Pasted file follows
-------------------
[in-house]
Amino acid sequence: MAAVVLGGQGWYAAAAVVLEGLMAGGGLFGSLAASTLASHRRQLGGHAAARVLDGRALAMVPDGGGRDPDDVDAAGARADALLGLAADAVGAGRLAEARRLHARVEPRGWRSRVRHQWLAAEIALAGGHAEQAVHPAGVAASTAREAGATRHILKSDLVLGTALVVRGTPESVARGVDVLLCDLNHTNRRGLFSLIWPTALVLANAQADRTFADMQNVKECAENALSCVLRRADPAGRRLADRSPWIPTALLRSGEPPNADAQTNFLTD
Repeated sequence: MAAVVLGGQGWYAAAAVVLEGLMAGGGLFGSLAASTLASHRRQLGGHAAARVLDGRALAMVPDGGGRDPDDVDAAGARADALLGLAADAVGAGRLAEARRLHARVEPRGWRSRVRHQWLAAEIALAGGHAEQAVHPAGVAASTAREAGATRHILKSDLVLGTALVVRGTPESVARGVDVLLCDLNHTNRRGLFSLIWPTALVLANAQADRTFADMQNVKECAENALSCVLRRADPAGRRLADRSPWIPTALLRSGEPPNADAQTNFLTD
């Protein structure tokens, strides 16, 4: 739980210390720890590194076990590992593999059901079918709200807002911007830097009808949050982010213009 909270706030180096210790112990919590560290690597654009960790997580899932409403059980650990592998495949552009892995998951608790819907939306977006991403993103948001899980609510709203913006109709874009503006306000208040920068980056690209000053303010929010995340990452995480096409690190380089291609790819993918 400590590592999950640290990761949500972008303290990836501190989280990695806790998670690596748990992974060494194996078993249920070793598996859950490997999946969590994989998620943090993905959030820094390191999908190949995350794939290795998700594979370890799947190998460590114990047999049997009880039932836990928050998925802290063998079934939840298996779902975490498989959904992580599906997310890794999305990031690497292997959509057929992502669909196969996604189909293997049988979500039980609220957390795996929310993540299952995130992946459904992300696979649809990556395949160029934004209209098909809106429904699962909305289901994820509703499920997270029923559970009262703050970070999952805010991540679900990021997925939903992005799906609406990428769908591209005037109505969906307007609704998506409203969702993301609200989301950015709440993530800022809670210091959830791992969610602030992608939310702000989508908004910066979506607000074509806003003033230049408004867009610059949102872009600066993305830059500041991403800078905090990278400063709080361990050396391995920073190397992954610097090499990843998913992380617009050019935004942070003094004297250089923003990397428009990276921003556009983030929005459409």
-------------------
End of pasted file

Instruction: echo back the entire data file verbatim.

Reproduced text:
[in-house]
Amino acid sequence: MAAVVLGGQGWYAAAAVVLEGLMAGGGLFGSLAASTLASHRRQLGGHAAARVLDGRALAMVPDGGGRDPDDVDAAGARADALLGLAADAVGAGRLAEARRLHARVEPRGWRSRVRHQWLAAEIALAGGHAEQAVHPAGVAASTAREAGATRHILKSDLVLGTALVVRGTPESVARGVDVLLCDLNHTNRRGLFSLIWPTALVLANAQADRTFADMQNVKECAENALSCVLRRADPAGRRLADRSPWIPTALLRSGEPPNADAQTNFLTD
Repeated sequence: MAAVVLGGQGWYAAAAVVLEGLMAGGGLFGSLAASTLASHRRQLGGHAAARVLDGRALAMVPDGGGRDPDDVDAAGARADALLGLAADAVGAGRLAEARRLHARVEPRGWRSRVRHQWLAAEIALAGGHAEQAVHPAGVAASTAREAGATRHILKSDLVLGTALVVRGTPESVARGVDVLLCDLNHTNRRGLFSLIWPTALVLANAQADRTFADMQNVKECAENALSCVLRRADPAGRRLADRSPWIPTALLRSGEPPNADAQTNFLTD
């Protein structure tokens, strides 16, 4: 739980210390720890590194076990590992593999059901079918709200807002911007830097009808949050982010213009 909270706030180096210790112990919590560290690597654009960790997580899932409403059980650990592998495949552009892995998951608790819907939306977006991403993103948001899980609510709203913006109709874009503006306000208040920068980056690209000053303010929010995340990452995480096409690190380089291609790819993918 400590590592999950640290990761949500972008303290990836501190989280990695806790998670690596748990992974060494194996078993249920070793598996859950490997999946969590994989998620943090993905959030820094390191999908190949995350794939290795998700594979370890799947190998460590114990047999049997009880039932836990928050998925802290063998079934939840298996779902975490498989959904992580599906997310890794999305990031690497292997959509057929992502669909196969996604189909293997049988979500039980609220957390795996929310993540299952995130992946459904992300696979649809990556395949160029934004209209098909809106429904699962909305289901994820509703499920997270029923559970009262703050970070999952805010991540679900990021997925939903992005799906609406990428769908591209005037109505969906307007609704998506409203969702993301609200989301950015709440993530800022809670210091959830791992969610602030992608939310702000989508908004910066979506607000074509806003003033230049408004867009610059949102872009600066993305830059500041991403800078905090990278400063709080361990050396391995920073190397992954610097090499990843998913992380617009050019935004942070003094004297250089923003990397428009990276921003556009983030929005459409």